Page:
We take a lot of photos in our family. And I know it's tempting to include every single photo ever. In most cases however, multiple images of the same thing will end up taking away from what those photos signify. Try your hardest to edit down where possible.
Make it Beautiful
Use different layouts for variety! Keep it simple on some pages, then maybe include a crazy photo collage on another. Pick a theme, be it a color or font, and carry it throughout the book. Also think about the spine design and how the books will look on your book shelf. Do you want a cohesive look? Or varying colors? Little things like this make all of the difference!
Don't Forget the Details
I consider myself a visual storyteller, but it took a loooooooong time, and a lot of practice to get there. I've finally gotten to a point where it's second nature to ask my husband or kids to indulge me in a detail shot. For example, one rainy Monday morning while on a worm rescue mission, I asked my son to hold out his handful of worms for a detail shot. Images like this help tell your story without having to use words. Think of your favorite wedding blogs and the visual stories that they tell. It's not just an image of the bride and groom kissing, end of post. It's their rings, the invitation suite, the name cards, the tablescape, the cake topper, the cigar bar, the drinks named especially for the bride and groom. Those images, along with those of the actual subjects, tell the story of the evening and truly make you feel like you're there.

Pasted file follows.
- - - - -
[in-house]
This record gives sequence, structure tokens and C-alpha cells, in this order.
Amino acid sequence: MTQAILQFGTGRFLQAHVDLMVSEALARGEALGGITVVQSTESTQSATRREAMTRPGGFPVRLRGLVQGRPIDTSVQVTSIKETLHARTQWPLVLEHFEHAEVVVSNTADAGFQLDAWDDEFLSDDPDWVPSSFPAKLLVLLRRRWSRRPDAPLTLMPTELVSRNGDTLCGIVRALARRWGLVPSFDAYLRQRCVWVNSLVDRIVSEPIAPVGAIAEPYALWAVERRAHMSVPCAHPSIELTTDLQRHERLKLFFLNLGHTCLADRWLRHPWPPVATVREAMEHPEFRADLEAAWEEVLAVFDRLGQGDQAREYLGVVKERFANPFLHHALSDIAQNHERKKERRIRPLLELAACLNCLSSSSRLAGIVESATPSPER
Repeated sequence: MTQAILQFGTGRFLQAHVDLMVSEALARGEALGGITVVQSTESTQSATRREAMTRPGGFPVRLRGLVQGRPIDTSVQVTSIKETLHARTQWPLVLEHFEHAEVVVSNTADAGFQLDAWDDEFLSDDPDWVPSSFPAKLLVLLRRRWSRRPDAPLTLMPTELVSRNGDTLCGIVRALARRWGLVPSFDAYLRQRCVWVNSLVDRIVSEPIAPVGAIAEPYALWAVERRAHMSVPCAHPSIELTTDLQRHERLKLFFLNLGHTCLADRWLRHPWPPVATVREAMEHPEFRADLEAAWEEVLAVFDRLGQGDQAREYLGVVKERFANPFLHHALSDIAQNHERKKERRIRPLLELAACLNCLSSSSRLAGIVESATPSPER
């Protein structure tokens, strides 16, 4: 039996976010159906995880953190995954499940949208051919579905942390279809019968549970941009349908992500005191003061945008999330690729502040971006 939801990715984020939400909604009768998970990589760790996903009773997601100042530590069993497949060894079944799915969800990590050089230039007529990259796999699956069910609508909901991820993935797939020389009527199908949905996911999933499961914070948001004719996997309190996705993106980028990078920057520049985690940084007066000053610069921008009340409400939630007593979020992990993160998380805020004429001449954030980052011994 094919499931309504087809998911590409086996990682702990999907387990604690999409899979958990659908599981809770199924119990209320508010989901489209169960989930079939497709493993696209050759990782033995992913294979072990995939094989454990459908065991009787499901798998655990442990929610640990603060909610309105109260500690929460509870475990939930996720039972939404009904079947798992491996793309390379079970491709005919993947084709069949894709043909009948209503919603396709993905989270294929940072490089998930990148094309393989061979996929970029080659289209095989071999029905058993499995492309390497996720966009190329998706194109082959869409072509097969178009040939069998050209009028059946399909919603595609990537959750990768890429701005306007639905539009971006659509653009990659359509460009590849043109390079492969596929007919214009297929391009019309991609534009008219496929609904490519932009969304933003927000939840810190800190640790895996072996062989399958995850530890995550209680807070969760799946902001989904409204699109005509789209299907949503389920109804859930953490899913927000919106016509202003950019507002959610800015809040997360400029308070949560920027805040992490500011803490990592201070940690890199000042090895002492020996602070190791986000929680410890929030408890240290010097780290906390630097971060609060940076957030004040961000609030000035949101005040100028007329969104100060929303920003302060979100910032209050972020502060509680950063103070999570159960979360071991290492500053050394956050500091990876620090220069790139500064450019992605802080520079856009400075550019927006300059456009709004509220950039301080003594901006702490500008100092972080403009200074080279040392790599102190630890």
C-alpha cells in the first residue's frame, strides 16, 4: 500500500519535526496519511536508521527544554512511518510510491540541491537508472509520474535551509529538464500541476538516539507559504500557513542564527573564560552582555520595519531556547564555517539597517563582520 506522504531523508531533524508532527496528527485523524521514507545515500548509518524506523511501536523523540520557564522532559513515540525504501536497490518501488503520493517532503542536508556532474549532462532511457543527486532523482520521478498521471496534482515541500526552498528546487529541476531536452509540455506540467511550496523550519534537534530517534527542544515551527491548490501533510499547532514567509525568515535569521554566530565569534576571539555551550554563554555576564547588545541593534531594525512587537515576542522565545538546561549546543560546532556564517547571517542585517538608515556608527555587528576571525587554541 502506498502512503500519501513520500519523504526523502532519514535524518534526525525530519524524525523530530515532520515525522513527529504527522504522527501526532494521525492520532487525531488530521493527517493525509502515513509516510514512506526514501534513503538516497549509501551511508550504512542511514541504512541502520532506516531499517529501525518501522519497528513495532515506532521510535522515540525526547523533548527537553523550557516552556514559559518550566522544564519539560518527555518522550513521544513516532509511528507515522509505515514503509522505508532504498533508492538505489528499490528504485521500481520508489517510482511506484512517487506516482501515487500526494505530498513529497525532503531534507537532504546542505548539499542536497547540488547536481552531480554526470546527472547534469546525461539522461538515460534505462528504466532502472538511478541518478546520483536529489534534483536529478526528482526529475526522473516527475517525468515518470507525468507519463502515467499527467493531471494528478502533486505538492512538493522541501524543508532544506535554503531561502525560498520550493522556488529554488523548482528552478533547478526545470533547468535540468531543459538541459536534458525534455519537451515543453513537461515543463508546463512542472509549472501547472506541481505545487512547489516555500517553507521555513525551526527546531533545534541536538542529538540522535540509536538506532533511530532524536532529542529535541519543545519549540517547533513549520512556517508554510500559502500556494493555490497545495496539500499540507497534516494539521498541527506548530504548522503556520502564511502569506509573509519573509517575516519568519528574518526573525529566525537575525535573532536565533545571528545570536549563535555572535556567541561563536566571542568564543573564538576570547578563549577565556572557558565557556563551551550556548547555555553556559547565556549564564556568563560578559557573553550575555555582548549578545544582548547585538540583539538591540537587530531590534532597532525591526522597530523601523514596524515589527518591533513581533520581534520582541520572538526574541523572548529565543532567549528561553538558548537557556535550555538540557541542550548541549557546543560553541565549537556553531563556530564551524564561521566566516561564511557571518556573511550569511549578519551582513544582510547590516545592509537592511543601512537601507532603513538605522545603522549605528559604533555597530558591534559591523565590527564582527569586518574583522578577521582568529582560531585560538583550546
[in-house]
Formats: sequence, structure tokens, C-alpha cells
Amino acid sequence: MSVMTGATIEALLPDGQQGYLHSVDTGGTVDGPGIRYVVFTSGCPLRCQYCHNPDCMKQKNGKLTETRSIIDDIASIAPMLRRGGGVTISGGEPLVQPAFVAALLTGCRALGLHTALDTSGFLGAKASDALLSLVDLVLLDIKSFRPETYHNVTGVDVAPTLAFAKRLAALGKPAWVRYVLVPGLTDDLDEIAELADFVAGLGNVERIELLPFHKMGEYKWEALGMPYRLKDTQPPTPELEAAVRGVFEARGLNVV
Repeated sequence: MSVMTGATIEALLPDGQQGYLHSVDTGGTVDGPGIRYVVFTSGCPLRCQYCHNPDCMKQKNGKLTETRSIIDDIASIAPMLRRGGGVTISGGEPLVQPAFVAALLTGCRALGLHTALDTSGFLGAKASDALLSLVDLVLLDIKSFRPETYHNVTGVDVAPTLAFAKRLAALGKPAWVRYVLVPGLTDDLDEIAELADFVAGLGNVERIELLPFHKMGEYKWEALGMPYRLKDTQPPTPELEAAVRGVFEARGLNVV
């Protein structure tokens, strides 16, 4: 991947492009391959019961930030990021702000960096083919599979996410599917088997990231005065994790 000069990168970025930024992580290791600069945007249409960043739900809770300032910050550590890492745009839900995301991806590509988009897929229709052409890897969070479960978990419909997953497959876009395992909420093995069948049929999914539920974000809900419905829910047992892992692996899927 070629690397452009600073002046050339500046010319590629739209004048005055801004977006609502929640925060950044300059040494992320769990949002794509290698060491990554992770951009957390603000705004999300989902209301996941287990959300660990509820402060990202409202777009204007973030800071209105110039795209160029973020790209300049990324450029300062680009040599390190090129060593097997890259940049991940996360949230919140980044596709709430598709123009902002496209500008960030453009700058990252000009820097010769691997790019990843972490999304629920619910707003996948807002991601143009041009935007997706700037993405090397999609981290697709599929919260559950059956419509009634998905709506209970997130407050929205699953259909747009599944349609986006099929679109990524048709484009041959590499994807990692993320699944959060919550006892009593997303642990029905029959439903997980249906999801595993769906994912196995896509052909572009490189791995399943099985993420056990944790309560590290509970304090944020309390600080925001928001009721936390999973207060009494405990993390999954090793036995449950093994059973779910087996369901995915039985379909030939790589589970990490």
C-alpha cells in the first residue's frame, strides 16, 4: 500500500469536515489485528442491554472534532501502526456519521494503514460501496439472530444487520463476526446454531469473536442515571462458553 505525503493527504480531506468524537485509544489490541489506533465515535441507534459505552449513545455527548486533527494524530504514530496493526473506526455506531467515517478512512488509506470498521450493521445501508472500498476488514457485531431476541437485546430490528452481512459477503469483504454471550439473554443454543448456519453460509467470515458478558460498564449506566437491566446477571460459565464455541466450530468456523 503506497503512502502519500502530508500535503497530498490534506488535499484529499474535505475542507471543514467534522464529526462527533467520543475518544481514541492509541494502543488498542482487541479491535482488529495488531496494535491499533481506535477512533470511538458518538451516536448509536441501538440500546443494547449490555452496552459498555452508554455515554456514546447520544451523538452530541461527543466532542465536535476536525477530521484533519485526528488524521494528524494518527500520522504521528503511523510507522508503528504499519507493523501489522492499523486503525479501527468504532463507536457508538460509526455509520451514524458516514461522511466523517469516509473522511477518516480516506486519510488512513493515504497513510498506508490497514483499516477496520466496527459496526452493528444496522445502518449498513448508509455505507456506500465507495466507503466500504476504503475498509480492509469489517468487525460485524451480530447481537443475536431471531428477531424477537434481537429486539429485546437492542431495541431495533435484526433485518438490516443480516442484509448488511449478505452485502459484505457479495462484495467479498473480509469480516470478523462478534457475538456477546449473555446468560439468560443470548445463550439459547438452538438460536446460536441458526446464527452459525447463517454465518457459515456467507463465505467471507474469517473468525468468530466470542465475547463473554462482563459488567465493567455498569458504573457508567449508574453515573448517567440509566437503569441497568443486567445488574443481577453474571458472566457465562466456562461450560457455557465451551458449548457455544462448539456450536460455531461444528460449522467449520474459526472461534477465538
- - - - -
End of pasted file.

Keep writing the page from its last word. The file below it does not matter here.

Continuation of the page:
Something is Better Than Nothing!
Sure, it's a glass half full mentality, but it's true. If it seems overwhelming, maybe start with a small photo book about a vacation, or a holiday season. Some preservation or memories is exponentially better than none!
Here are some of my favorite printers, and my personal opinions on them:
- This is what I've been using for my children's baby books, and family yearbooks, so it's safe to say that it's my favorite so far.
- The way it works is that you download their program, BookWright to your computer to design your layout and upload images. I like that they keep all of your projects in their cloud, so that you can go back and print a backup if necessary.
- Blurb lets you take complete control of layout design if you're a control freak like me, or will populate your book on it's own for those of you who are more hands-off.
- Blurb gives you the ability to make very large books...up to 450 pages.
- They are constantly running 40% off sales
- Artifact Uprising
- Artifact Uprising works best with photo heavy material. As an example, I used this when designing our honeymoon book, and found it really difficult to get text into the design. On top of that, you had to go into it with a good idea of what you wanted, as it wasn't easy to move this page to that page. This may have changed since I designed our book in 2013.
- I love their 6x6/8x8 "little black book" - you can't beat 24 lay flat pages for $14.00/$21.00
- They are always running sales, wait for one!